Unless you have been living under a rock for the past few months, you would have seen that we have a lettuce problem in North America. In fact, the problem is you don’t see it; shelves at grocery stores are void of lettuce, and restaurants remove salads from their menus.
So what’s the scoop on the lack of lettuce?
This video from the United States Department of Agriculture (USDA) is an excellent synopsis of how lettuce crops have been affected by the disease in the past few months.
But this is just the tip of the iceberg (pun intended) when it comes to the risks to field crops, and one of the bigger risks to humans, often overlooked by consumers, is the scarily significant increase in pesticide use.
The toxic truth
According to the Pesticide Atlas 2022 (a European report that provides facts and figures about toxic chemicals in agriculture), global pesticide use has soared by 80% since 1990.
Pesticide use accumulates over time in plant parts, water, soil, air, and biota. Extensive use of pesticides contaminates soil and water, remains in the crops, and finally enters the food chain. This poses a threat to human beings and their health.
Pesticides are responsible for poisoning an alarming statistic of 385 million people every year. South America and Africa are among the markets with the highest growth rates, and in North America, we should be concerned, too, as many of our food imports come from these regions.
In 2021 the USDA tests for Pesticide Analyses found residues of potentially harmful chemical pesticides on nearly 70 percent of the non-organic fresh produce sold in the U.S.
A total of 94 different pesticides were found on leafy greens, including neonicotinoids or neonics.
In traditional farming, leafy greens are more sensitive to environmental changes and prone to frequent attacks by pests. The most common pesticides used globally on green leafy vegetables are monocrotophos (MONO), dichlorvos (DCV), chlorpyrifos (CPS), profenofos (PFF), cypermethrin (CP)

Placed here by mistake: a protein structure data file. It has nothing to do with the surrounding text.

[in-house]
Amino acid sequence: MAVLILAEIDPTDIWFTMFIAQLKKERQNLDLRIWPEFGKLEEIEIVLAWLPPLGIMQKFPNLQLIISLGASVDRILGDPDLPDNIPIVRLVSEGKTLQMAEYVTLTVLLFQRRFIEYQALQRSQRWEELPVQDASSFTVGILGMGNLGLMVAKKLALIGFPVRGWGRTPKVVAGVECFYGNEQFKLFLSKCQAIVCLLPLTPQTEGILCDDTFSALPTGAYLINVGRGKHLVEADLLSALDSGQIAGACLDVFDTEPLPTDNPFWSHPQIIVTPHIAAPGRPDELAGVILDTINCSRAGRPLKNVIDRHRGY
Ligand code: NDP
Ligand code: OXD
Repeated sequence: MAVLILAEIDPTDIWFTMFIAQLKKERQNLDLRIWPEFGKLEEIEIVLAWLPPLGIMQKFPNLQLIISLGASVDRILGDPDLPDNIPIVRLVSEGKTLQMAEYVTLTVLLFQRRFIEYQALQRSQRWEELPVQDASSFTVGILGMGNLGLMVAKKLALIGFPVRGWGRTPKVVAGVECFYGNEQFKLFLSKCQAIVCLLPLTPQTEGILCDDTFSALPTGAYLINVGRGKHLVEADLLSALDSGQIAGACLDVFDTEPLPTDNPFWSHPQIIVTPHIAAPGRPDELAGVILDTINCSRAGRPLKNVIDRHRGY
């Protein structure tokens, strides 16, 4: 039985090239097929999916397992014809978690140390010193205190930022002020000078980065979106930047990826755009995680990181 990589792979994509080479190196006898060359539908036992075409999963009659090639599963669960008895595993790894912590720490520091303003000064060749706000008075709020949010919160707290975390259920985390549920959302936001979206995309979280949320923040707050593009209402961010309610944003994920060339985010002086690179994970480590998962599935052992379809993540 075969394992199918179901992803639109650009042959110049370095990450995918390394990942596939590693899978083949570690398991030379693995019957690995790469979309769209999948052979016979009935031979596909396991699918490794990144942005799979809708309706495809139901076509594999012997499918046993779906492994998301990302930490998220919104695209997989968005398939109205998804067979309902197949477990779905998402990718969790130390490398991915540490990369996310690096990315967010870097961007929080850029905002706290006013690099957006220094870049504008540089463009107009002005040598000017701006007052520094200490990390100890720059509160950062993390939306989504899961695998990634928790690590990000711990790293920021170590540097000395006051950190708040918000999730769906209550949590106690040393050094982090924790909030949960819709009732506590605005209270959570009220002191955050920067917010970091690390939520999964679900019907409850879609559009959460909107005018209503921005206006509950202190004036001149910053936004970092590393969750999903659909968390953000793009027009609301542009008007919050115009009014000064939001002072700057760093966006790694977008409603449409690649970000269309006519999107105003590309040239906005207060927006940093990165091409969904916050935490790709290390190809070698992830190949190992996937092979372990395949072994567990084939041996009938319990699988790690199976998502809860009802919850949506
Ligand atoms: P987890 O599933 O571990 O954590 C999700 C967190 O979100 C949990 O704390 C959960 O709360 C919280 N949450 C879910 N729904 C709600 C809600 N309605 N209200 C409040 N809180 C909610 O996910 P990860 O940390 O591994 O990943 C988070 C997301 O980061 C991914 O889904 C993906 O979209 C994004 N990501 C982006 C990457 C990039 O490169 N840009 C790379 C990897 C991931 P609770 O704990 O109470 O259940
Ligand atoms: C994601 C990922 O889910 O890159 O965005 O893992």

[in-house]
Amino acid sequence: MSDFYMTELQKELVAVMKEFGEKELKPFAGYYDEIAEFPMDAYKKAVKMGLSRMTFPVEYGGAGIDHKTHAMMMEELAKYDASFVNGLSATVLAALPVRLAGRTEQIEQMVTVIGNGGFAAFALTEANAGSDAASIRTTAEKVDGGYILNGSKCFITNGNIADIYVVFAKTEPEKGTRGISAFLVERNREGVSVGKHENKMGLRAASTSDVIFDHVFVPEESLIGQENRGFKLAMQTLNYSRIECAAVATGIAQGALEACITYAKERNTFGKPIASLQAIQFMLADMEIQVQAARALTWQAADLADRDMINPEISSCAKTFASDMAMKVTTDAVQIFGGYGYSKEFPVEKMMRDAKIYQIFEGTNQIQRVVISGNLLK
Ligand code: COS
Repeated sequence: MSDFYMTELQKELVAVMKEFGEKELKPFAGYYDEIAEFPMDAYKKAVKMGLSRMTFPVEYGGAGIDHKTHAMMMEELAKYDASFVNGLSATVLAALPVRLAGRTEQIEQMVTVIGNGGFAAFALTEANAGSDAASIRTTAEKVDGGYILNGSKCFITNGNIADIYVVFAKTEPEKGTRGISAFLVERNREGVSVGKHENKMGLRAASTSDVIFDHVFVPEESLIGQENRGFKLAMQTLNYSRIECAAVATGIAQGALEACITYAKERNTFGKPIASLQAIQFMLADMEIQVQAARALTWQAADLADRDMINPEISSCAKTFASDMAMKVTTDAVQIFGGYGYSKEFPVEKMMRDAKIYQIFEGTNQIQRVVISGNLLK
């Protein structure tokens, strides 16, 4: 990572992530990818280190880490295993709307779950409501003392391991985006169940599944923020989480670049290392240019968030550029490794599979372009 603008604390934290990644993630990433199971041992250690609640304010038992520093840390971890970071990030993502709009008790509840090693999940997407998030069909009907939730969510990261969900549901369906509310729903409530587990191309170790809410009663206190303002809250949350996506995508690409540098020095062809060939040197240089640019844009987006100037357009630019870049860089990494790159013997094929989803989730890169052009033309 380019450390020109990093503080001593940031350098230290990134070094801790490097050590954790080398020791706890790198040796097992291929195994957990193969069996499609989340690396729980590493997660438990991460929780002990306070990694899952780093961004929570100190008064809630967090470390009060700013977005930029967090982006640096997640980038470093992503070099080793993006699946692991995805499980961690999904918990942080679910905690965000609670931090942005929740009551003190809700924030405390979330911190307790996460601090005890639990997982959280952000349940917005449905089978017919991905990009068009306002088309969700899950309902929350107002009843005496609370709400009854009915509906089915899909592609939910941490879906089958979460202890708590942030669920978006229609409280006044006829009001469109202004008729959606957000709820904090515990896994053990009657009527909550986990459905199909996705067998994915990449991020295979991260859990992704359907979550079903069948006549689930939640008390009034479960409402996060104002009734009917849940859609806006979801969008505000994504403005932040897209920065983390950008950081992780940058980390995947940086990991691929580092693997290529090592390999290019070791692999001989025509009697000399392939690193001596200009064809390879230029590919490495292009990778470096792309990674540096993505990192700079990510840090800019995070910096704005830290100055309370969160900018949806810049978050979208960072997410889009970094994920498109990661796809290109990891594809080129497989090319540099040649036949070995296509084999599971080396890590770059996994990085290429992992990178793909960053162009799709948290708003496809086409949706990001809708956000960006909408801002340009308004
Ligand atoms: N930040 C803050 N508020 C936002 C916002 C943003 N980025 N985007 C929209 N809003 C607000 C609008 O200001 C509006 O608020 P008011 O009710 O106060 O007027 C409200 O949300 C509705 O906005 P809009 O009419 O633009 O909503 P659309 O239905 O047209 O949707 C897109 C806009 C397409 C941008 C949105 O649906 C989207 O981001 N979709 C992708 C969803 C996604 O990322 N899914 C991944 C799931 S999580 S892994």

On the 2022 Dirty Dozen list (a yearly report from the Environmental Working Group, a nonprofit organization dedicated to improving human health and the environment), strawberries ranked #1, spinach came in second, and kale, collard & mustard greens placed third.
Only a short time ago, vertical farming and the Controlled Environment Agriculture (CEA) industry were not considered part of the landscape of food production. However, governments, institutions, and big corporations are now looking to Controlled Environment Agriculture (CEA), where many risks can be lowered due to the increased control over climate, pests, and significant weather events.
Indoor farming is not immune to pests and plant pathogens, but the closed-off controlled environment provides much greater governance over your growing environment. There are natural ways to manage potential challenges with a solid Integrated Pest Management (IPM) plan. We can’t stress enough the importance that ZipGrow farmers have one in place.
If you only remember one piece of advice from this blog: You need an IPM plan before you grow any crops.
By using these methods, indoor farms, whether a greenhouse, warehouse or a ZipPod container farm, can produce what is often referred to as “better than organic” crops. No pesticides and being free from the soil also usually means that farmers, particularly those growing in Growfoam® plugs, can sell their produce as “no wash.” This high-quality produce can last for weeks rather than days.
From buyer beware to buyer be aware
For ZipGrow farmers and other vertical farming producers, educating customers on the value of pesticide-free food can be a great tool to validate the higher price of their produce. People know what they know, and unless they have visited an indoor farm, they are likely unaware of the major health benefits of crops grown indoors or some of the alarming statistics of pesticide use in mass market production.
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